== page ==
Thank you, Mr. President. Last week, the United Nations released the Global Humanitarian Overview for 2019. The facts on the humanitarian needs around the world are sobering.
Over 135 million people across the world will need humanitarian assistance next year. The UN estimates at least $22 billion dollars is needed to meet the most basic needs of vulnerable people around the world.
And conflict remains the main driver of humanitarian needs, and protracted violence will force people to flee from their homes, deny them access to sufficient food, and rob them of their means of making a living. This includes situations where governments utterly fail to uphold, and systematically violate, their primary responsibility to protect the rights and well-being of their citizens.
Food insecurity is also rising with the number of people experiencing crisis-level food insecurity increasing from 80 million to 124 million people in just two years.
In the face of this need, the United States is proud to be a global leader in humanitarian assistance. In Fiscal Year 2018, the United States remained the world’s single largest humanitarian donor and provided more than $8 billion globally in humanitarian assistance.
While there remain critical gaps in humanitarian funding, we are reassured to see other donor countries increasing their contributions. 2018 is on track to be a year of record high humanitarian funding and we commend the spirit and reality of burden-sharing.
In addition to critical financial resources, we must continue coordinated efforts across the pillars of our humanitarian, development, political and security work. By drawing on our reach, influence, and subject matter expertise, we work in partnership to forge effective strategies to resolve problems, as well as advocate at the highest levels to support response operations on the ground, and elevate the needs and voices of the displaced.
This includes efforts to press governments and parties to conflict to uphold other obligations under international law. This also includes our longstanding work to keep the humanitarian consequences of crises such as Yemen, South Sudan and DRC squarely on the agenda of the Security Council and to ensure we are still a voice for those often forgotten.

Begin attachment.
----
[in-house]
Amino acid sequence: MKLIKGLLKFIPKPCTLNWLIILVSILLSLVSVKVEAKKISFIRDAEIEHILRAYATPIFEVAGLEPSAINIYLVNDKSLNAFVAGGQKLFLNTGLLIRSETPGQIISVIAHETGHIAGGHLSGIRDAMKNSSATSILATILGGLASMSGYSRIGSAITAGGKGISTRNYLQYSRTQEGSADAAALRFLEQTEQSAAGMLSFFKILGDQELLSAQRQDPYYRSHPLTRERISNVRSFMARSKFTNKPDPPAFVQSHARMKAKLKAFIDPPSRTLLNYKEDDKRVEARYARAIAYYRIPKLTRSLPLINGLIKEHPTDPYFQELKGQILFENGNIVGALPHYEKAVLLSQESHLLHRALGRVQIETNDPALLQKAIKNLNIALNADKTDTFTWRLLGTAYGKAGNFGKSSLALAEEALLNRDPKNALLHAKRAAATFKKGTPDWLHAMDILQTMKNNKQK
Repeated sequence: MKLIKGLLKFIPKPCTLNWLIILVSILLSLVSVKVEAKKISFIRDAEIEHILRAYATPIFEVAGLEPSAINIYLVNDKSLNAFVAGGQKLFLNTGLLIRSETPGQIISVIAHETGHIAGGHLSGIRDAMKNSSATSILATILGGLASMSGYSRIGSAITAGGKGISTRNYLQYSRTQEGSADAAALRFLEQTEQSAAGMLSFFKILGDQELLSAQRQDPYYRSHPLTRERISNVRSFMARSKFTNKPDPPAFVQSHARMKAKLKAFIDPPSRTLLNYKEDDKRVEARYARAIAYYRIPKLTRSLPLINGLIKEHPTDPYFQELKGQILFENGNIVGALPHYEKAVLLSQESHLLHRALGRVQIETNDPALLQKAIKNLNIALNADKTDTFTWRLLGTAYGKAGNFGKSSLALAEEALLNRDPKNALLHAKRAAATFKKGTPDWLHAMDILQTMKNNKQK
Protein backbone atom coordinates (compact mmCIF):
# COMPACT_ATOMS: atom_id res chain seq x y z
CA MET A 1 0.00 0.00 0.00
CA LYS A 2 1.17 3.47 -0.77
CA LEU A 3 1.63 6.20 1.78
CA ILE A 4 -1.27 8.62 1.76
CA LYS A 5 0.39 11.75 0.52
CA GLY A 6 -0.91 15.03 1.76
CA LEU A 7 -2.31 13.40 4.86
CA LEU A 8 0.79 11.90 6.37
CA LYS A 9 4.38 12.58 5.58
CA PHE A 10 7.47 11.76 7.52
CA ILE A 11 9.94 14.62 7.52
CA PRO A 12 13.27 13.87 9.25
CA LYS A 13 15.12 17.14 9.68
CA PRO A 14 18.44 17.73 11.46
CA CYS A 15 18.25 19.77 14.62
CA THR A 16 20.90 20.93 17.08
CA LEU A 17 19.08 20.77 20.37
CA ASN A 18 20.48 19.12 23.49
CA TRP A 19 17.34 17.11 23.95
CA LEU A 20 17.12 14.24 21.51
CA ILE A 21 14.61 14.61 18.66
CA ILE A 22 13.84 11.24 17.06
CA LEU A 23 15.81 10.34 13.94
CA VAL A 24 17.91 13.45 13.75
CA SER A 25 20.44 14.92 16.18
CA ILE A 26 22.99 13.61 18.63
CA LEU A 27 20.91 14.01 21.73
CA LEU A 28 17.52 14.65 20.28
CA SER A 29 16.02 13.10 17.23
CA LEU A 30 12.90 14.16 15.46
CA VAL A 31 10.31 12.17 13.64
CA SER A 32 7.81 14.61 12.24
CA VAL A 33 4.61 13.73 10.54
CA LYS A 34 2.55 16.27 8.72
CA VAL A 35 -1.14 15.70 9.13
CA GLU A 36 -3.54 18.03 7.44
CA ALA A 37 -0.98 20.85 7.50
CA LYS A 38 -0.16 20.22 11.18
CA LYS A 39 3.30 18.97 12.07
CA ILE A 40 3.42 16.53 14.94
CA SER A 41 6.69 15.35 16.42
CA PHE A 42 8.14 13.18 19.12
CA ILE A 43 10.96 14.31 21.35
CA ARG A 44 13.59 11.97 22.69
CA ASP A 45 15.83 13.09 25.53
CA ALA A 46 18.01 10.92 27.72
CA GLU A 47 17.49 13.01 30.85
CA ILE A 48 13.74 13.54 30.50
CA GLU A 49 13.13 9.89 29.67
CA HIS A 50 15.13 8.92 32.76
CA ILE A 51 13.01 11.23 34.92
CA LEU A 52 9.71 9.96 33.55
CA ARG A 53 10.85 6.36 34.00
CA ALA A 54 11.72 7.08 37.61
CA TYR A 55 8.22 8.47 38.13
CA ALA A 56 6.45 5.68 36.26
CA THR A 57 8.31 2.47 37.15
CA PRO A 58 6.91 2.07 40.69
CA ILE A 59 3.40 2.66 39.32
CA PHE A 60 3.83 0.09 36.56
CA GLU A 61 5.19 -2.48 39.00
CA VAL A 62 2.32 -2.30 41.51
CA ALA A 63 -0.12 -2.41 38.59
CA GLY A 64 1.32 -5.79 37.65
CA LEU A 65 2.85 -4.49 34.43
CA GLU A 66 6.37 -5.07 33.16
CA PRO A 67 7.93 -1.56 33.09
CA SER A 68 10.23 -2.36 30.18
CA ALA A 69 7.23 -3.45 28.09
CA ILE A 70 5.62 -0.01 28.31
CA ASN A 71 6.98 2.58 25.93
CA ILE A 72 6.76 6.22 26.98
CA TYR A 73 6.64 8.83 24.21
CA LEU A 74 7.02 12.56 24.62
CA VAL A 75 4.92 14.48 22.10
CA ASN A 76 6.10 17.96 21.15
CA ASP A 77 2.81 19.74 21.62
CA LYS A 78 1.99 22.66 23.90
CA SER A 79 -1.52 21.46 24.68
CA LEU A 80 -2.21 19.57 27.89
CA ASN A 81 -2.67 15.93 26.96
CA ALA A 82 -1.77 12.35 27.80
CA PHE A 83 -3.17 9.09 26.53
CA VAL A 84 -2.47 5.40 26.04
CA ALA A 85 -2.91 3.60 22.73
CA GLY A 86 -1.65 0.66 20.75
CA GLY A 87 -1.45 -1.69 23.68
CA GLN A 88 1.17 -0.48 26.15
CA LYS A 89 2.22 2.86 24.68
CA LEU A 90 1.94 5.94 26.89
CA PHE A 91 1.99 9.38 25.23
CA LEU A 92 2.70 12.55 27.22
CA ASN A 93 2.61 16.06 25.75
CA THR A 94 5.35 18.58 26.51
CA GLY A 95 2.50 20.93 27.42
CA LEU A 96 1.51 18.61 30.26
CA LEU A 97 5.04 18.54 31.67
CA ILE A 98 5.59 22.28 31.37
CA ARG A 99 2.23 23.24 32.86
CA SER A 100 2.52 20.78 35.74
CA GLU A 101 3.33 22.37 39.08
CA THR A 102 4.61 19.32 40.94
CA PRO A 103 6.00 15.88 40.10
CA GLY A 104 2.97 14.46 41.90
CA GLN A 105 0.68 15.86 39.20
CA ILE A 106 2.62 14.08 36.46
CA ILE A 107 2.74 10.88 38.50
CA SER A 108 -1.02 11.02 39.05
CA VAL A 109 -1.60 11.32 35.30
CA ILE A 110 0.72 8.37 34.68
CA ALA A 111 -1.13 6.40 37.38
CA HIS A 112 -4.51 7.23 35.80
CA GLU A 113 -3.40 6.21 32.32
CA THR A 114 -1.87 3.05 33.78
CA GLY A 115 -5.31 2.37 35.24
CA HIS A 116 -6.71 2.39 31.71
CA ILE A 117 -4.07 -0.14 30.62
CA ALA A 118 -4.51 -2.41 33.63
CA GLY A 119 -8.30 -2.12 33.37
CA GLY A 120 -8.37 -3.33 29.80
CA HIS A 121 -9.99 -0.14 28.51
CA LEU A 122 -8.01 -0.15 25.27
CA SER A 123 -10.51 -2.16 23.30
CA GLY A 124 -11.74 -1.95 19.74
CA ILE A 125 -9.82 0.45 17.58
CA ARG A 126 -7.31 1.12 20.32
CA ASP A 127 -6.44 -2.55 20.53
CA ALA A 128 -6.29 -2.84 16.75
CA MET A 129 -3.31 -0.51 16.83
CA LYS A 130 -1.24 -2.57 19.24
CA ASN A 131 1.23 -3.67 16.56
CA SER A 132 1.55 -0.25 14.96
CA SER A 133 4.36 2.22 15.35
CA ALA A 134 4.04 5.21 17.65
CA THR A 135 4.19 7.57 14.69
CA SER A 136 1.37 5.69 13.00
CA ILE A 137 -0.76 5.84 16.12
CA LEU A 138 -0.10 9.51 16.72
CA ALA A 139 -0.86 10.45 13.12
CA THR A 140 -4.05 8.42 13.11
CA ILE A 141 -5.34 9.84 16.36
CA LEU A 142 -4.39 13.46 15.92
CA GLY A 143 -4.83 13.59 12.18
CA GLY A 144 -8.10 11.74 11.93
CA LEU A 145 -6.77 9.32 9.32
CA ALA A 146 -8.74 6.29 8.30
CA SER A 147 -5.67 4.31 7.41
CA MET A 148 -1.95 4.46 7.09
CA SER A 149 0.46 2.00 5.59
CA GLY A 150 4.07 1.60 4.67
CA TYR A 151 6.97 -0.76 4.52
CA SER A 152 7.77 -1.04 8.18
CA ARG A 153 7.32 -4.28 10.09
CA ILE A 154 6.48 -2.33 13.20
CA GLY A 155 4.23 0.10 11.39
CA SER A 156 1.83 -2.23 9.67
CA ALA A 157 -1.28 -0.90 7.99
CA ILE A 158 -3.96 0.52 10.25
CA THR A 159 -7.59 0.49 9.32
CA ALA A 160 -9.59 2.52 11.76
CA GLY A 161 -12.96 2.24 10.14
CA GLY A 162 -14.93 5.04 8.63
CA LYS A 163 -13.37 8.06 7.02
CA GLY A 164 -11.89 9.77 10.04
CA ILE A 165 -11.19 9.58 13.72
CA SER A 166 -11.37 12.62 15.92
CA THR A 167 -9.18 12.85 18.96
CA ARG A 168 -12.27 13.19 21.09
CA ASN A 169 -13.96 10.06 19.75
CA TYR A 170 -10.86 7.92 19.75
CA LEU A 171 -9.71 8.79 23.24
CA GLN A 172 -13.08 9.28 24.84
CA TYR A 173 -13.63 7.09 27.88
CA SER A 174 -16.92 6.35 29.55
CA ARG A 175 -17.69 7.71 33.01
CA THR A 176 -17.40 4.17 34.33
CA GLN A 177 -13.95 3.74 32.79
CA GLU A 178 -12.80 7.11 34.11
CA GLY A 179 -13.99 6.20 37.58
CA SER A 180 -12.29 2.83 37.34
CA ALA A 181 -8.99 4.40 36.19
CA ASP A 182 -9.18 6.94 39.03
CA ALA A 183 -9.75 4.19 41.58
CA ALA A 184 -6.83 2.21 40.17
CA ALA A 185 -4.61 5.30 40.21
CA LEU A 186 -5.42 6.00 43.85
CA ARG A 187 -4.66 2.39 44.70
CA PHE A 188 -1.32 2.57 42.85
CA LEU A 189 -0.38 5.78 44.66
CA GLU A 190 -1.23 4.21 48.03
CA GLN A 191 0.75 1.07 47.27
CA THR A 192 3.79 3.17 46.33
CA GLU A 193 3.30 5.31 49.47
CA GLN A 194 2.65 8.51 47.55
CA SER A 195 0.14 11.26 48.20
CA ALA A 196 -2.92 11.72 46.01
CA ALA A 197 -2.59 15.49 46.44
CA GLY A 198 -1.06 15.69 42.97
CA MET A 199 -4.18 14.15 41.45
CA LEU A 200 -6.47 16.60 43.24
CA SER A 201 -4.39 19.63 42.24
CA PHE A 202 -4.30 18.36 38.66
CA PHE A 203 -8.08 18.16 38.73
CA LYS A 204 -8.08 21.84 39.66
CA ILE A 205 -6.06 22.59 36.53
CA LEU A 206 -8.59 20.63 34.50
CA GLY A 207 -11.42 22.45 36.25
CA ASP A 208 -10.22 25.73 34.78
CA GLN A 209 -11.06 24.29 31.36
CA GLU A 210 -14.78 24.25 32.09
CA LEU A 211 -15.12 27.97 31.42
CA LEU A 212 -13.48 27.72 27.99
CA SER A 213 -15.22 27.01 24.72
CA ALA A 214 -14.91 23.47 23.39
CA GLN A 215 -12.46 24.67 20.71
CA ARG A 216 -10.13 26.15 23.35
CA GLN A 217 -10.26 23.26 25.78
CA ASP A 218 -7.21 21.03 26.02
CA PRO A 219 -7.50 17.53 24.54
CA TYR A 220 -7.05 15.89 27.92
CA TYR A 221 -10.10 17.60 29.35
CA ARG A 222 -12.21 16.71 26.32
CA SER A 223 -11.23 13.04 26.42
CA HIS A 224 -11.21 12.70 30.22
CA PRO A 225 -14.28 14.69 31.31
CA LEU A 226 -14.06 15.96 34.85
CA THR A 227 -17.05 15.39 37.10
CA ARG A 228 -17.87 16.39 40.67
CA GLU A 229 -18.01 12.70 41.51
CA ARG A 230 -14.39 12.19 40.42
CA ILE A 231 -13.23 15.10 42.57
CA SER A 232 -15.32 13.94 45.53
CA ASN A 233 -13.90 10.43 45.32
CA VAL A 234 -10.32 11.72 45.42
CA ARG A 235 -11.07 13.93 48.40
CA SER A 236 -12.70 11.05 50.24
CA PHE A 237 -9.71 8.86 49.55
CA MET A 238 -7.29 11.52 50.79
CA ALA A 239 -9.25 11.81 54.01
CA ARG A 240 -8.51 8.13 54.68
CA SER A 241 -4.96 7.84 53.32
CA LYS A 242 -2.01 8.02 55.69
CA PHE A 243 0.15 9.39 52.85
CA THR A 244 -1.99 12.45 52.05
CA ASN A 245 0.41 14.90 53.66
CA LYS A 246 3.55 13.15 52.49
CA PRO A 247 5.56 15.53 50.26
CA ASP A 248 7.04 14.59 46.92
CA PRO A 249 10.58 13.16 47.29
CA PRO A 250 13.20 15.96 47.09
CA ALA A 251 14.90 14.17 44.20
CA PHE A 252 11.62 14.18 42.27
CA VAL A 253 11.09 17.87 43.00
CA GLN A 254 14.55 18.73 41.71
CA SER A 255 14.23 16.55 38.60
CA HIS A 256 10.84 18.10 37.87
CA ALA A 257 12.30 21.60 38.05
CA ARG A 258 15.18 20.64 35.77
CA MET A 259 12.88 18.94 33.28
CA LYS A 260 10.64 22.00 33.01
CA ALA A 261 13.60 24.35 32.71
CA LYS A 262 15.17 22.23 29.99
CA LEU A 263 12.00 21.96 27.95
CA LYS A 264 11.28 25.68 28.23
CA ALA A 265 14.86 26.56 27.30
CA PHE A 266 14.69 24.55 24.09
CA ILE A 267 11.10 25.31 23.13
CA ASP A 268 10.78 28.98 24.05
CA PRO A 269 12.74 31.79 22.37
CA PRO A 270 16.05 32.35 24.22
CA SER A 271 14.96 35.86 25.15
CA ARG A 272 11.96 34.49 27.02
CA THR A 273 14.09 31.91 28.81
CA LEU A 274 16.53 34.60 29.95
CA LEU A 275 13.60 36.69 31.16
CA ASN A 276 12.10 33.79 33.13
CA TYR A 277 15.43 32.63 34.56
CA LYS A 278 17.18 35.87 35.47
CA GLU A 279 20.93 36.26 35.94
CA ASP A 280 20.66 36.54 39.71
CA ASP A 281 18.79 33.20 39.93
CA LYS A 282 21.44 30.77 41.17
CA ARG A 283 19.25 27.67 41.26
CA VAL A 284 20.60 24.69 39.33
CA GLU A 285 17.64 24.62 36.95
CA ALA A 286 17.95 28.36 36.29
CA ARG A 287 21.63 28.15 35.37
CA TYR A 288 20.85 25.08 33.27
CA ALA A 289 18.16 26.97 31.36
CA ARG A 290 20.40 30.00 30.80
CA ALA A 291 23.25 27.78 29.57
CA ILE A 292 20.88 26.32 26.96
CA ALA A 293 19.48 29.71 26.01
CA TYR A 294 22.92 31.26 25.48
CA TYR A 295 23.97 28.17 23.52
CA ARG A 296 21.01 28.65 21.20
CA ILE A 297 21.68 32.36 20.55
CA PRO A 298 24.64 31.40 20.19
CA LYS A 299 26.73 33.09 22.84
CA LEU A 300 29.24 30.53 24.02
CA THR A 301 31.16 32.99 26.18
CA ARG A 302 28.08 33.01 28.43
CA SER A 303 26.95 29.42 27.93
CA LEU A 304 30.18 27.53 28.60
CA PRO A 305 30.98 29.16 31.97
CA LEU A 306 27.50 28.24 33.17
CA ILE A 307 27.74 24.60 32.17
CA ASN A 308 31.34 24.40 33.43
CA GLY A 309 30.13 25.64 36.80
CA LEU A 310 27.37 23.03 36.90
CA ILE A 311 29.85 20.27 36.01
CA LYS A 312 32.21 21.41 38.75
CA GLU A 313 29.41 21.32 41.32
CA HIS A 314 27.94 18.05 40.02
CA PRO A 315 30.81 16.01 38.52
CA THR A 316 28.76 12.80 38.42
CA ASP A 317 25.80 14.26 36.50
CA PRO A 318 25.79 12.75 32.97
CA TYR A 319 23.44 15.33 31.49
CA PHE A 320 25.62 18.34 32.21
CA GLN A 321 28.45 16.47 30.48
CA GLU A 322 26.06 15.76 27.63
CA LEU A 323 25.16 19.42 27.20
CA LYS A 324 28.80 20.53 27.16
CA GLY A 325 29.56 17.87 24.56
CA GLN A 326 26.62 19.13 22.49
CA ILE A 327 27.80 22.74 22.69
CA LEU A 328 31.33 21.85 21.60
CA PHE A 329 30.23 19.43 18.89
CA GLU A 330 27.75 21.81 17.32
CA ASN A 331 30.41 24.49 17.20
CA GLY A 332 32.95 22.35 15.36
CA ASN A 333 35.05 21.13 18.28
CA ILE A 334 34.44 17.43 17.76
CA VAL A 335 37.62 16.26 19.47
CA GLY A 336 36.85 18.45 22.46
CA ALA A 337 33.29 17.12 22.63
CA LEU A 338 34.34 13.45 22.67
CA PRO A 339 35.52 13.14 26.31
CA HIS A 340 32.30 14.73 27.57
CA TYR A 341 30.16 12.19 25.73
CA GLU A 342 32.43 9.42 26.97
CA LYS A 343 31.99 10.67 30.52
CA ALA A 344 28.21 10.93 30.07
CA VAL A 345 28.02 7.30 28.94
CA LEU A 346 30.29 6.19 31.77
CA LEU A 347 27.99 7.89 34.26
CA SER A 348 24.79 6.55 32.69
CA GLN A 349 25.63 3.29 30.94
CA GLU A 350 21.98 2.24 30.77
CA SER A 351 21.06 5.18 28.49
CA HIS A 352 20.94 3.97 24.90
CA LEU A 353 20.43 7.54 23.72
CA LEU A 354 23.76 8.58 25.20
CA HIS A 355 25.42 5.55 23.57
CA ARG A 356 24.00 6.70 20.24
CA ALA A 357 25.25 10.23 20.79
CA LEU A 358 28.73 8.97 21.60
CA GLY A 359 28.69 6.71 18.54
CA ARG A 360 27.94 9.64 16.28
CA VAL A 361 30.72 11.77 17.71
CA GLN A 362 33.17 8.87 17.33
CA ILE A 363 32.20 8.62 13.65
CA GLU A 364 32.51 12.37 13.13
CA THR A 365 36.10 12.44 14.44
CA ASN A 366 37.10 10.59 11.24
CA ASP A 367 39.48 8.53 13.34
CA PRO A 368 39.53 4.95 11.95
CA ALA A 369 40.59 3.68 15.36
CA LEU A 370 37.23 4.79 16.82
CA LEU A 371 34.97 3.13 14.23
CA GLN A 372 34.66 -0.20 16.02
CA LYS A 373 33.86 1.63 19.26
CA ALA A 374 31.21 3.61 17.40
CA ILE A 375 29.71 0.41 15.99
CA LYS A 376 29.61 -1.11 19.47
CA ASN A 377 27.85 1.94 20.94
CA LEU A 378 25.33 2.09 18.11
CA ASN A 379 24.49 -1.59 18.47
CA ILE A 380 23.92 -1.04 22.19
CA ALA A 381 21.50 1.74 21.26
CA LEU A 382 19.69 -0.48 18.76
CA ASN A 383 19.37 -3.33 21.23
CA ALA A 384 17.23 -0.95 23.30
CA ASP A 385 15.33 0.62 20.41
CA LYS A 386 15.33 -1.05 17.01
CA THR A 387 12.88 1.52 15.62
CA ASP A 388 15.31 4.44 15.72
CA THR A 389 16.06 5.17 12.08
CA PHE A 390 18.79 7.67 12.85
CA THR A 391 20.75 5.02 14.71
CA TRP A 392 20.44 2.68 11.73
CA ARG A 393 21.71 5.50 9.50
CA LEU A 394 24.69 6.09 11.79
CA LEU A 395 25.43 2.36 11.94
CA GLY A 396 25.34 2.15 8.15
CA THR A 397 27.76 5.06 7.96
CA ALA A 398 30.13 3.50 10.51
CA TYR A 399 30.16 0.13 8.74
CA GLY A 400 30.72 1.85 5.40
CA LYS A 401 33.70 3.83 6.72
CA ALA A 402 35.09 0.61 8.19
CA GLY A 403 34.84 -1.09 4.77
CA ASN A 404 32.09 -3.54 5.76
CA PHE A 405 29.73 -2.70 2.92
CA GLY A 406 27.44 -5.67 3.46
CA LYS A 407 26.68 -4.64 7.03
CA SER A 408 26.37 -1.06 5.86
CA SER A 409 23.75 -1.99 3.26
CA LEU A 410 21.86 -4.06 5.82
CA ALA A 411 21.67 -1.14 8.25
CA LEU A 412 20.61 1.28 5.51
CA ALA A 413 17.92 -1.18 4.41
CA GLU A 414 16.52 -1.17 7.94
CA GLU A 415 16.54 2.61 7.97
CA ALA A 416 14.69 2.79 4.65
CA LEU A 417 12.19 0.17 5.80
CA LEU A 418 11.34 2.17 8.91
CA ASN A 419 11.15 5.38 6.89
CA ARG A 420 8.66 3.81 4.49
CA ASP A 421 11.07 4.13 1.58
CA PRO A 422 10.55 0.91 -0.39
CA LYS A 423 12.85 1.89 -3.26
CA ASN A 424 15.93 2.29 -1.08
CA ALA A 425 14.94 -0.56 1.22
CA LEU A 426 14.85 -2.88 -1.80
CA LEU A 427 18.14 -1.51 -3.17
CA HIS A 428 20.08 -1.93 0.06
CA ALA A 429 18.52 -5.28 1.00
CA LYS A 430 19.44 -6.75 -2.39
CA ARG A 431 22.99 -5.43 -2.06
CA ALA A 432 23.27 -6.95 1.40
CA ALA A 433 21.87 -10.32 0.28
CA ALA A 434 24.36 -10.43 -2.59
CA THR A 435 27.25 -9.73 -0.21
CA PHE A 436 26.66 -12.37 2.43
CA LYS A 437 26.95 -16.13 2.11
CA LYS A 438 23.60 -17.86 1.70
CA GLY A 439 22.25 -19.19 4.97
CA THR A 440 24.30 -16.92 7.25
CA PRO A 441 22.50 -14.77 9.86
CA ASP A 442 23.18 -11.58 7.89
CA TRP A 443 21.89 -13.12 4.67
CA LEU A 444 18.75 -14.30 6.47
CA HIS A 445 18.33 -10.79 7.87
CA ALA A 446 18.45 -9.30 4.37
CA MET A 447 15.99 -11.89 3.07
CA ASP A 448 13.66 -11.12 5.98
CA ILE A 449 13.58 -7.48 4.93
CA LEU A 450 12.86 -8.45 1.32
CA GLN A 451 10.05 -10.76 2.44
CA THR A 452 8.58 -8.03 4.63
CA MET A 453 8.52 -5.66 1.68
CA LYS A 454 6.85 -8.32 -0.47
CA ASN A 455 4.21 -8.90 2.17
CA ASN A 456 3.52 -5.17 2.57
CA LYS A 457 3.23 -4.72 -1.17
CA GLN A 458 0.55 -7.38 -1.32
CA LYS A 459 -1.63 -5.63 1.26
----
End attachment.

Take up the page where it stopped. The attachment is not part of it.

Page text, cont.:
In this context, the UN General Assembly can and should – through these resolutions – send an important message of concern and solidarity to the many courageous people who risk their lives to deliver humanitarian assistance to the millions of people around the world who suffer as a result of natural disasters, armed conflict, and other crises.
In recent years, there have been far too many casualties and deaths among humanitarians who were working to reach people in need. We are grateful for their service and compassion, and in some cases their ultimate sacrifice. We also call on Member States and parties to conflict to comply with their obligations under international humanitarian law, including civilians’ right to assistance, and to take every action to respect the operational independence and neutrality of humanitarian organizations.
The resolutions we adopt today reaffirm the vital function of the United Nations in responding to humanitarian need around the globe, highlight the steps UN and other relief organizations can take to assist those in need better, and ensure that scarce resources stretch as far as possible.
These resolutions also articulate how Member States can better support the humanitarian community’s life-saving work more effectively, and reaffirm the importance of international law and standards meant to protect those affected by conflict and disasters.
The United States remains committed to standing by people in their time of greatest need, be they suffering due to conflict, such as in Syria, or surviving and recovering from the impact of natural disasters.
The United States believes that women should have equal access to health care, including in humanitarian emergencies. The United States is not only the world’s single largest humanitarian donor, but is also the world’s largest donor of bilateral assistance for reproductive health and voluntary family planning. We believe that in humanitarian emergencies women’s access to health care is life-saving and should be available from the onset of an emergency whenever possible, and we also believe it should not include abortion or the promotion of abortion as a method of family planning.
Thus, in order to address this concern, we have proposed an amendment to operative paragraph 59 of the resolution entitled International Cooperation on Humanitarian Assistance in the Field of Natural Disasters, A/73/L.18/Rev 1 . Similarly, in the resolution entitled Strengthening of the coordination of emergency humanitarian assistance of the United Nations, A/73/L.61, my delegation has proposed amendments to operative paragraphs 58 and 59. The amendments are contained in A/73/L.64 and A/73/L.65, respectively.
Mr. Chair, the United States remains firmly committed to our multifaceted role as a leader in humanitarian diplomacy and action around the world. We will continue to pursue improved coordination and efficient delivery of humanitarian aid for the millions across the globe in need of relief from conflict and other tragedies.